With a price tag of about $2.7 million, Project One will be limited to 275 examples—and the waiting list is already three or four times that number. It will use a high-performance plug-in hybrid drive system—that comes directly from Formula 1—combined with a 1.6-liter turbocharged V-6. Although exact specifications of the mid-engine production car were not available at press time, AMG chief Tobias Moers has said Project One will produce more than 1,000 hp and reach a top speed of nearly 220 mph. Hamilton says it’s about time.

    “I’ve been nagging Mercedes for years, because we’re in Formula 1 and we have all this technology,” says Hamilton, who has pulled up a stool next to the sofa where I’m sitting. His box of mushrooms lies abandoned on the counter behind him. “We’re winning world championships, yet we don’t have a car that can match a Ferrari road-going car. So I guess they eventually decided this is actually a good idea. I’m not saying it was my idea, but I did nag them for ages to do it.”

    Formula 1 legend Lewis Hamilton’s persistent pleas for higher performance have paid off with Mercedes-AMG’s $2.7 million road rocket.  Photo by Jonathan Glynn-Smith

    As with F/1 cars, Project One’s monocoque structure is made of carbon fiber. Designers, led by Daimler design chief Gorden Wagener, followed the credo of “no styling,” so every detail is functional; there are no scoops, outlets, or power bulges merely for vanity’s sake. Flat LED headlamps frame the car’s face, which is dominated by a large front spoiler. A wasp waist, vertical shark fin, and long tail are all nods to racecar design. Inside the minimalist cockpit, fixed sculptural seats seem to flow out of the surrounding cabin.

    Part of Project One’s achievement lies in the fact that so much F/1 technology will be applied straight to the production car. Certain features, like sequential (paddle-​shifter) gearboxes, have trickled down from racing to road cars in the past, but the direct lineage has never been as clear as it is now.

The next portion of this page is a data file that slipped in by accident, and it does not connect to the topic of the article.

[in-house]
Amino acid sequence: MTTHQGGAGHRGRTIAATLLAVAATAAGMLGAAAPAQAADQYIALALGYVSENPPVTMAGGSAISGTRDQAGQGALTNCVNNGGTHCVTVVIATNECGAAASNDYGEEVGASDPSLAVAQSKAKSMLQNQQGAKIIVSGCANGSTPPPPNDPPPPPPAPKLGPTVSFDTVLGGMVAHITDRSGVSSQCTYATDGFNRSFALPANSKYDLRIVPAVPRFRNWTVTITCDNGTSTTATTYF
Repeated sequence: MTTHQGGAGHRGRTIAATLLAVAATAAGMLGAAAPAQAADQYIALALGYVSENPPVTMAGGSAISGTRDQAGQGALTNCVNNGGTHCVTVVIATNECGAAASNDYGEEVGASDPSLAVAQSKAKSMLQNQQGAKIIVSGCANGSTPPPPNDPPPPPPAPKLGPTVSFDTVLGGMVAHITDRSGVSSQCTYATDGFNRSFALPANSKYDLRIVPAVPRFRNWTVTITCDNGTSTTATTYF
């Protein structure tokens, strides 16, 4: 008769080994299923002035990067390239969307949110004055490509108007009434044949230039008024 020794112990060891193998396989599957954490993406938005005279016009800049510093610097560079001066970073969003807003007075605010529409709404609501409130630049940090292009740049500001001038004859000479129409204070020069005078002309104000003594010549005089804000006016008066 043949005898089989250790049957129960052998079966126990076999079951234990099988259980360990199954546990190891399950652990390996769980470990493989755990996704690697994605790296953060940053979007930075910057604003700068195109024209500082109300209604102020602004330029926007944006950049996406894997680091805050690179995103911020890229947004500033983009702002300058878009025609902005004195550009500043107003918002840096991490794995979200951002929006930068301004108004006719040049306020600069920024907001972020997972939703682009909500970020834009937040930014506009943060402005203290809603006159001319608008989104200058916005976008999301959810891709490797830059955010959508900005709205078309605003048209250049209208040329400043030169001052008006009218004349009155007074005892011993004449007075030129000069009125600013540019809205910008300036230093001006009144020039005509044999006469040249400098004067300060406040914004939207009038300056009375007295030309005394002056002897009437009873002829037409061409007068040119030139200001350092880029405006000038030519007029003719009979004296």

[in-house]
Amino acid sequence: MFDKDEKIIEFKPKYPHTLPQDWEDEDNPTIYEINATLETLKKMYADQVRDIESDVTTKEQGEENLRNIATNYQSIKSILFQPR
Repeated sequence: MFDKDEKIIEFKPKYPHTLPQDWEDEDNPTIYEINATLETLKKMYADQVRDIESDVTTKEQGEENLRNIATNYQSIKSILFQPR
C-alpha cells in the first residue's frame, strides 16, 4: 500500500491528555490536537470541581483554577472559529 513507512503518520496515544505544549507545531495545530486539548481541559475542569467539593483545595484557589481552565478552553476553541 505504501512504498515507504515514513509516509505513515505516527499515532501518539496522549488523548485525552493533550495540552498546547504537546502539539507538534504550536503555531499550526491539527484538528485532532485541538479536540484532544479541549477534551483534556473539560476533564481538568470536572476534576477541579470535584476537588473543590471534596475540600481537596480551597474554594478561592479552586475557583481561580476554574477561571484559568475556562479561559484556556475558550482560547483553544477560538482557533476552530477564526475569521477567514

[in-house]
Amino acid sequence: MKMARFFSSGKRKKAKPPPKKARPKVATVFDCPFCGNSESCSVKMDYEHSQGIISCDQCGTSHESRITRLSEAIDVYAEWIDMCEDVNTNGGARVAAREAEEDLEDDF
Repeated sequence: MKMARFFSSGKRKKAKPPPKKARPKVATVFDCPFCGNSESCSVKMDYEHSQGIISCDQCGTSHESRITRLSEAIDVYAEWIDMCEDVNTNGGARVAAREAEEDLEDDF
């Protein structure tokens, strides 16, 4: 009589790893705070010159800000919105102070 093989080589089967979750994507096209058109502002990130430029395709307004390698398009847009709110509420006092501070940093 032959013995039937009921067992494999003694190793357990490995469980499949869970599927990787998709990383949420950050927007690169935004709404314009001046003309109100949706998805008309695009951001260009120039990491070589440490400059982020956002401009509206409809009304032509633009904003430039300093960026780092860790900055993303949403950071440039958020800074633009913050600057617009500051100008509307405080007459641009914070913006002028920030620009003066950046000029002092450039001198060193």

Project One, however, wasn’t always a clear fit for Mercedes-AMG. “I always thought AMG was not at the level to have a kind of super-, hyper—whatever—car. But I was approached by customers over the last few years, and that brought everything together,” Moers told us in a previous interview. Once the decision was made to pursue the project, the company was unwavering in the direction it should take. “We see major transitions in the automotive industry for the future, in all segments. It was very clear for us it would not be a V-8 or V-12 because that’s, well, I call it old school,” Moers added. “We are going to move on to electrified power trains and add more efficiency. With today’s spec of Formula 1, the door was opened to make this car happen.”

    Bringing a car from the track to the street is not without its hurdles. In particular, the longevity of the engine is a major concern. In racing, an engine may be swapped out several times each season. And although the road car, according to Moers, will be assisted by two additional electric motors and rev at 11,000 rpm (compared with an F/1 car’s 13,000 rpm), the wear and tear will necessitate a complete rebuild after about 31,000 miles. “It’s the most challenging project we’ve ever done,” Moers said.

    Setting a new paradigm for Mercedes-AMG, Project One packs more than 1,000 hp and plenty of Formula 1 functionality.  Photo by Jonathan Glynn-Smith Read More

    Why U.S. Carmakers Could End Up Wishing They Never Asked For Weaker Fuel Economy Standards

    Since President Donald Trump’s administration took office, the auto industry has been clamoring to have the strict fuel economy standards set by his predecessor reversed. On Monday, that process began with an announcement by Trump’s Environmental Protection Agency. But the automakers themselves could wind up seriously hindered if the standards are drastically weakened.

    Consider the current environment of the auto market: sales, most observers agree, plateaued in 2017. Car buyers are already borrowing record amounts to purchase a car and average to

    loan terms exceeding 70 months Read More

    Where Should the Clock Be Located On a Car’s Dashboard?

    Those of you who own cars are undoubtedly familiar with your own. But because I’m a ZipCar member, I’m used to getting into a different vehicle each time I need a set of wheels. At the mercy of what’s available, I rarely get the same vehicle twice.

    I’m a very smart person with a degree in Industrial Design, so when getting into an unfamiliar car I can usually locate the steering wheel right away. But I often have to cast about for the clock. The clock is important for ZipCar drivers because you have to return the car at a pre-arranged time or you get charged a penalty.